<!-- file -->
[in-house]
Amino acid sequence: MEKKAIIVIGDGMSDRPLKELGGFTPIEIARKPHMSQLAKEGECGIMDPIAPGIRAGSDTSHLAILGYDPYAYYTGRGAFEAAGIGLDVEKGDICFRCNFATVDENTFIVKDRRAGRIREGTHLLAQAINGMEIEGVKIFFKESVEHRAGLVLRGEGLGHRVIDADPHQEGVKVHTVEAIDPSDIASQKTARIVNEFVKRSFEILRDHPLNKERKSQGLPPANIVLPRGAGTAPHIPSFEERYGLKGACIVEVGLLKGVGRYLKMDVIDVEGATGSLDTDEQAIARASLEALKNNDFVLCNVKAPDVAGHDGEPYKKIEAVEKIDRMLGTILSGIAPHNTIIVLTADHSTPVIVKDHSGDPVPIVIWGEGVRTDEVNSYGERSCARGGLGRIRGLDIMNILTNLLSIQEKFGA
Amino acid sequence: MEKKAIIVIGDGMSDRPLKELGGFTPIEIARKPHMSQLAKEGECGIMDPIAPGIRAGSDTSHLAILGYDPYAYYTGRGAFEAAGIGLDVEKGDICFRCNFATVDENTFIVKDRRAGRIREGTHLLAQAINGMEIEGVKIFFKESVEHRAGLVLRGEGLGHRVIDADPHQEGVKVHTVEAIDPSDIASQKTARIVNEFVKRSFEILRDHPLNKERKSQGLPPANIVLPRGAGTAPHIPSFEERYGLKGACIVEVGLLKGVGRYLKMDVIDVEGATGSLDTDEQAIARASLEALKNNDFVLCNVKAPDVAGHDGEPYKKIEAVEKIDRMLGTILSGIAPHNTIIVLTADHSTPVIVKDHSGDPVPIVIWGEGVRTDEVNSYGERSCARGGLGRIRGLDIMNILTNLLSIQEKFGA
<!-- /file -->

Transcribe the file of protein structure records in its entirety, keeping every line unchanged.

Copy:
[in-house]
Amino acid sequence: MEKKAIIVIGDGMSDRPLKELGGFTPIEIARKPHMSQLAKEGECGIMDPIAPGIRAGSDTSHLAILGYDPYAYYTGRGAFEAAGIGLDVEKGDICFRCNFATVDENTFIVKDRRAGRIREGTHLLAQAINGMEIEGVKIFFKESVEHRAGLVLRGEGLGHRVIDADPHQEGVKVHTVEAIDPSDIASQKTARIVNEFVKRSFEILRDHPLNKERKSQGLPPANIVLPRGAGTAPHIPSFEERYGLKGACIVEVGLLKGVGRYLKMDVIDVEGATGSLDTDEQAIARASLEALKNNDFVLCNVKAPDVAGHDGEPYKKIEAVEKIDRMLGTILSGIAPHNTIIVLTADHSTPVIVKDHSGDPVPIVIWGEGVRTDEVNSYGERSCARGGLGRIRGLDIMNILTNLLSIQEKFGA
Amino acid sequence: MEKKAIIVIGDGMSDRPLKELGGFTPIEIARKPHMSQLAKEGECGIMDPIAPGIRAGSDTSHLAILGYDPYAYYTGRGAFEAAGIGLDVEKGDICFRCNFATVDENTFIVKDRRAGRIREGTHLLAQAINGMEIEGVKIFFKESVEHRAGLVLRGEGLGHRVIDADPHQEGVKVHTVEAIDPSDIASQKTARIVNEFVKRSFEILRDHPLNKERKSQGLPPANIVLPRGAGTAPHIPSFEERYGLKGACIVEVGLLKGVGRYLKMDVIDVEGATGSLDTDEQAIARASLEALKNNDFVLCNVKAPDVAGHDGEPYKKIEAVEKIDRMLGTILSGIAPHNTIIVLTADHSTPVIVKDHSGDPVPIVIWGEGVRTDEVNSYGERSCARGGLGRIRGLDIMNILTNLLSIQEKFGA